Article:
Say you want to buy a $15,000 car. Shop for rates for about 14 days and always apply for that same amount. The credit reporting bureaus will understand that you’re rate shopping and will batch your inquiries.

On the other hand, if you apply for a car loan, a credit card, and a mortgage, your credit score will take the hit for each separate inquiry.

Your credit score will also go down if you apply for the same type of loan, but for different amounts. For instance, if you apply for one mortgage that’s $200,000 and another for $350,000.

Take your time and do your research

When it comes to shopping for new credit, be prepared. Do your research and use a soft or hard credit inquiry wisely so you can have a realistic idea of how much this new credit is going to cost.

Then, visit your budget to see what you can afford and stick to that amount. That way you don’t blow up your finances and have to worry about inadvertently damaging your credit score in the process.

Interested in a personal loan?

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LenderRates (APR)Loan Amount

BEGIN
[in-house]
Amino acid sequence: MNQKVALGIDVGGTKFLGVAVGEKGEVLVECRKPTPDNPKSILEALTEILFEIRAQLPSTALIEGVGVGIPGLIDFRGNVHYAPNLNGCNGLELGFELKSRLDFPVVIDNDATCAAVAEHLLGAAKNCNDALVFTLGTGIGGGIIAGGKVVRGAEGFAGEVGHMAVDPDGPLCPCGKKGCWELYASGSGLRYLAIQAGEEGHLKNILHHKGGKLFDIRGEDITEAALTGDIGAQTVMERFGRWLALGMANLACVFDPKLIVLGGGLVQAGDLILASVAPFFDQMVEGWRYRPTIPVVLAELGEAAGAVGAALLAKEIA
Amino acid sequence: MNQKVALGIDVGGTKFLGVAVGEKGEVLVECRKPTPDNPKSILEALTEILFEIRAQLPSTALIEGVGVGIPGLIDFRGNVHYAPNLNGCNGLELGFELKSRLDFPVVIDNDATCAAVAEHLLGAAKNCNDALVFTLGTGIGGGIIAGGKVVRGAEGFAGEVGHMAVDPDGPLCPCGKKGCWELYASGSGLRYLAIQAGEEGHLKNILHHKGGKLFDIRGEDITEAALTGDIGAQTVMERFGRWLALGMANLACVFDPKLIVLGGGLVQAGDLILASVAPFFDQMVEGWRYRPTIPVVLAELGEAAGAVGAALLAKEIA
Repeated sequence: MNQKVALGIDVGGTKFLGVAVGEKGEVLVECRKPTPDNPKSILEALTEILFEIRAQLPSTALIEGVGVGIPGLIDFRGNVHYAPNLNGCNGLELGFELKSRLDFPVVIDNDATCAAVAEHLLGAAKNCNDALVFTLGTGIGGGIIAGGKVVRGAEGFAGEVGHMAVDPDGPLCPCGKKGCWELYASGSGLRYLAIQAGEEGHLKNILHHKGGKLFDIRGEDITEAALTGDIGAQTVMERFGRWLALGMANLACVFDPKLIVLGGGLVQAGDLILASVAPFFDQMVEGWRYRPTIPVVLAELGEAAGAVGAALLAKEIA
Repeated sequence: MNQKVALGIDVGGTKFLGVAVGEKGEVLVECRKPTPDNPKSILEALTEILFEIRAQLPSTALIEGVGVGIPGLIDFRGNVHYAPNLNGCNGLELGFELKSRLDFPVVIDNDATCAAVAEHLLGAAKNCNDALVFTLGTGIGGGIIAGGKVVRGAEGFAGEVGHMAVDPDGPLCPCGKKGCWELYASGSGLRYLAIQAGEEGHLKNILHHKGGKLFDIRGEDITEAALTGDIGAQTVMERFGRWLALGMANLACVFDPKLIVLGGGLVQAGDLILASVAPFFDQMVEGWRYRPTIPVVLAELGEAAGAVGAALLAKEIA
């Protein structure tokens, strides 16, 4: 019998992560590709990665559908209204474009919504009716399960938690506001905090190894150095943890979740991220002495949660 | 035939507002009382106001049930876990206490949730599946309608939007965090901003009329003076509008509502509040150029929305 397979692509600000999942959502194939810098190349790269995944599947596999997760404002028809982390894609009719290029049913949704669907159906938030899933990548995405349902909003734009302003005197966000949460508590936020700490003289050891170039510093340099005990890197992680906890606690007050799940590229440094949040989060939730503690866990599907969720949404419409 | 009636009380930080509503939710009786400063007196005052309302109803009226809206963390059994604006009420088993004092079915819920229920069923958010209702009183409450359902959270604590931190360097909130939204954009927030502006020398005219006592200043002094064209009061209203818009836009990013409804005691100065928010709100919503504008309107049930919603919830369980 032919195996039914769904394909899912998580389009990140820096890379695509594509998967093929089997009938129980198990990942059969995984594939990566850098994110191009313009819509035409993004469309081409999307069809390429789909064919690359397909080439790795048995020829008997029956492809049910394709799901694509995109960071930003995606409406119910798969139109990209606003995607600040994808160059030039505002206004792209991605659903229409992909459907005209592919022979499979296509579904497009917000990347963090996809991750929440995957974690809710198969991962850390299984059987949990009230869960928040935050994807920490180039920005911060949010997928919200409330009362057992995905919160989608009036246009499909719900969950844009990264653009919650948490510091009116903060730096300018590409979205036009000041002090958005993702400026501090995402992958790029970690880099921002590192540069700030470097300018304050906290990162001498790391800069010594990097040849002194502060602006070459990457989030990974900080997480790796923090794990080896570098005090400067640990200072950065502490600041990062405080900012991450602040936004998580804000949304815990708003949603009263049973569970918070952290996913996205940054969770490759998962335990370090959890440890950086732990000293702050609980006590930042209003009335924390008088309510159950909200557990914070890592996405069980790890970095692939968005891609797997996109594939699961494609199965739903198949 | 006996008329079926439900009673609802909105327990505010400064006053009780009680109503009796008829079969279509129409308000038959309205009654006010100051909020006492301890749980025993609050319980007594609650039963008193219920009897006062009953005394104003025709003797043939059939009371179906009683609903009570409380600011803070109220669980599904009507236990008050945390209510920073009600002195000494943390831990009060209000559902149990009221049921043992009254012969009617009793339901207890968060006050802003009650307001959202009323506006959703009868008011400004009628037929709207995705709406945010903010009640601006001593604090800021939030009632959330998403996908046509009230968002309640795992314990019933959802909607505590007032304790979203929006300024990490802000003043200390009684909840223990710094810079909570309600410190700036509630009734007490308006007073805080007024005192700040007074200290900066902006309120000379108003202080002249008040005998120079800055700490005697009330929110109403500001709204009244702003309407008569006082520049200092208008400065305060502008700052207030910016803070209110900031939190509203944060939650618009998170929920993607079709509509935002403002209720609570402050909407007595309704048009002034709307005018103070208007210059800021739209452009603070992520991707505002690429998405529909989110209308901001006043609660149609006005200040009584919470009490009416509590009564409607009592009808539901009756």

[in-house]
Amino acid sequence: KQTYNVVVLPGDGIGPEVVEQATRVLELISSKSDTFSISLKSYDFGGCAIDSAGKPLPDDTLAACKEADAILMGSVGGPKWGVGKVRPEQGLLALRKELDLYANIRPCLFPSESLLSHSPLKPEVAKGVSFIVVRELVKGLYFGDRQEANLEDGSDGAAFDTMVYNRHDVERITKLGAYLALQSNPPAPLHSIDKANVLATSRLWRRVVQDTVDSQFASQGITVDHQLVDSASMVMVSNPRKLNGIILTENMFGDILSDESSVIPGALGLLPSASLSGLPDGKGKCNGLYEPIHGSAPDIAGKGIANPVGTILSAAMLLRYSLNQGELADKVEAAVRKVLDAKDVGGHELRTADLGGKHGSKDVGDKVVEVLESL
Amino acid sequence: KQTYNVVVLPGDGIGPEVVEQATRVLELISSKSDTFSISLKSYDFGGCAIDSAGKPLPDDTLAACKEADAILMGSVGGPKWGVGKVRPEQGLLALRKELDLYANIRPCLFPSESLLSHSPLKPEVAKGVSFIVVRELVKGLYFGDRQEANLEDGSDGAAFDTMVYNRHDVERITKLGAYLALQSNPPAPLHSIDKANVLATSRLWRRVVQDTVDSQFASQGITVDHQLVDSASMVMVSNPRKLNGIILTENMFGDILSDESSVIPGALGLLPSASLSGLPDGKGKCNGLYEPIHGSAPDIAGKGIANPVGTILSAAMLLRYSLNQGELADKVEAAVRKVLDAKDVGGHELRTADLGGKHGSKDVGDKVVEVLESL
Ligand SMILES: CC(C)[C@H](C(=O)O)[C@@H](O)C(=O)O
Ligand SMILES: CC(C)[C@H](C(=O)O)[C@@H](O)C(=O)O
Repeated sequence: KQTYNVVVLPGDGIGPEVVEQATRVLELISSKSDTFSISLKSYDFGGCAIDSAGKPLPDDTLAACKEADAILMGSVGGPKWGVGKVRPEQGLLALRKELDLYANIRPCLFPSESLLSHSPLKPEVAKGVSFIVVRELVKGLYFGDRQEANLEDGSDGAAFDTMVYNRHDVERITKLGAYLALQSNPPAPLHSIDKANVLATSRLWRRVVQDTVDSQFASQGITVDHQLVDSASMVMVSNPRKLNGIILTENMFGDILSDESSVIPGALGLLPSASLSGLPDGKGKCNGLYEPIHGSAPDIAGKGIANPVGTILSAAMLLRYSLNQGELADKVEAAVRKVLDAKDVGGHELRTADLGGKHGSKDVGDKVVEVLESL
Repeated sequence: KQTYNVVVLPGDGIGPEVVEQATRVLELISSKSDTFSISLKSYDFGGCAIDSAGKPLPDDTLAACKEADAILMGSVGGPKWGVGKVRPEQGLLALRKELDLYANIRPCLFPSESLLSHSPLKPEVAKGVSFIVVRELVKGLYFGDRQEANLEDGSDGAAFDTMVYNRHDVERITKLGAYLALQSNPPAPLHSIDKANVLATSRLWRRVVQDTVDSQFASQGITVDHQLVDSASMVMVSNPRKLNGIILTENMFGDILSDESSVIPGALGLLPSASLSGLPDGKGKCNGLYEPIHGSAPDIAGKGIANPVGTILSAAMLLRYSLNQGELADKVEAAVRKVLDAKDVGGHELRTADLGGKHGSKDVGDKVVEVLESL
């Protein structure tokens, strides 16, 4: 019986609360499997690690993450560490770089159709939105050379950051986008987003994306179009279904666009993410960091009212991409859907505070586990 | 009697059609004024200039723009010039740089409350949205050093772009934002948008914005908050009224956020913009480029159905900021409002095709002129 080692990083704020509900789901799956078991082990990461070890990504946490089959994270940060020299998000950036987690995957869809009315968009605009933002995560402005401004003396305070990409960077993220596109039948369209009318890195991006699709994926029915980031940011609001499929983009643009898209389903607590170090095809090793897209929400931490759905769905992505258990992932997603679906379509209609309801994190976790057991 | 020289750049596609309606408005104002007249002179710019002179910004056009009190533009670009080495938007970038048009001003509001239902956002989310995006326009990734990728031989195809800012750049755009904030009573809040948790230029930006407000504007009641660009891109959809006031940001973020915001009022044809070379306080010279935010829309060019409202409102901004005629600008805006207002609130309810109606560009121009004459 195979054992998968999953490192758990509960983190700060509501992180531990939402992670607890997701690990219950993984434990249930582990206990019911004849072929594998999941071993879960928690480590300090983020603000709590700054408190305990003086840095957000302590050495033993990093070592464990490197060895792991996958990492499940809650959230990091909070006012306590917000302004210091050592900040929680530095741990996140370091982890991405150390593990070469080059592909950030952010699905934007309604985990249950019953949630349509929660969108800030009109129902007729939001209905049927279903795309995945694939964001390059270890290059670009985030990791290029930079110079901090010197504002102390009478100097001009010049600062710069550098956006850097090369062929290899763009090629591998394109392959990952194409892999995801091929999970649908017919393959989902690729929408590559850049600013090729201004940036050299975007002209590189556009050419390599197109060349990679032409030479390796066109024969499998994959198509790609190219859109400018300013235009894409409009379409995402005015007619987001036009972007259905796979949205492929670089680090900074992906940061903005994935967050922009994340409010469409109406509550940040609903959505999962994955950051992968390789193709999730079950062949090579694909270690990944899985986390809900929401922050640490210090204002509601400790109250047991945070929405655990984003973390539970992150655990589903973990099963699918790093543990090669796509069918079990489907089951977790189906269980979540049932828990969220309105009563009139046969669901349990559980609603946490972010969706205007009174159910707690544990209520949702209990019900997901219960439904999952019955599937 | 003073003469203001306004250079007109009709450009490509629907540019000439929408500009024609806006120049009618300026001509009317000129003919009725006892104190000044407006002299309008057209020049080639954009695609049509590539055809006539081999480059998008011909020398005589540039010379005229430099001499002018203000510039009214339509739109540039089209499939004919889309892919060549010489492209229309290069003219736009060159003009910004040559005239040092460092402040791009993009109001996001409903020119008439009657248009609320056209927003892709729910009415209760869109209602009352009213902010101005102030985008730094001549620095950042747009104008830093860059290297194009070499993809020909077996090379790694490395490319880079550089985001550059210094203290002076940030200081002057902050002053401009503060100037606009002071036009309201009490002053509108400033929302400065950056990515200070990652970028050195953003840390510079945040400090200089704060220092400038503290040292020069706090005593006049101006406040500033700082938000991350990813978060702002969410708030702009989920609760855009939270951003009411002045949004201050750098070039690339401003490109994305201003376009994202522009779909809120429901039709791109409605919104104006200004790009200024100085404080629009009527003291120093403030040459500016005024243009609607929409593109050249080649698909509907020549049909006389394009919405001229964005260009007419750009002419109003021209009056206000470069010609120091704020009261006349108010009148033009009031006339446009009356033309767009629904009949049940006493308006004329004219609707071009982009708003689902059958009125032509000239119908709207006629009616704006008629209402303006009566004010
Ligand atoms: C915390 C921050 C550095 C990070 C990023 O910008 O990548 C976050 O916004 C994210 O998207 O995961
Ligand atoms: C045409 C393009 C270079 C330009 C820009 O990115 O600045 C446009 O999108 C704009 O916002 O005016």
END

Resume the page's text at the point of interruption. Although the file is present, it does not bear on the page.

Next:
1 Includes AutoPay discount. Important Disclosures for SoFi.

2 Important Disclosures for Citizens Bank.

SoFi Disclosures

  1. Terms and Conditions Apply: SOFI RESERVES THE RIGHT TO MODIFY OR DISCONTINUE PRODUCTS AND BENEFITS AT ANY TIME WITHOUT NOTICE. To qualify, a borrower must be a U.S. citizen or permanent resident in an eligible state and meet SoFi’s underwriting requirements. Not all borrowers receive the lowest rate. To qualify for the lowest rate, you must have a responsible financial history and meet other conditions. If approved, your actual rate will be within the range of rates listed above and will depend on a variety of factors, including term of loan, a responsible financial history, years of experience, income and other factors. Rates and Terms are subject to change at anytime without notice and are subject to state restrictions. SoFi refinance loans are private loans and do not have the same repayment options that the federal loan program offers such as Income Based Repayment or Income Contingent Repayment or PAYE. Licensed by the Department of Business Oversight under the California Finance Lender Law License No. 6054612. SoFi loans are originated by SoFi Lending Corp., NMLS # 1121636. (www.nmlsconsumeraccess.org)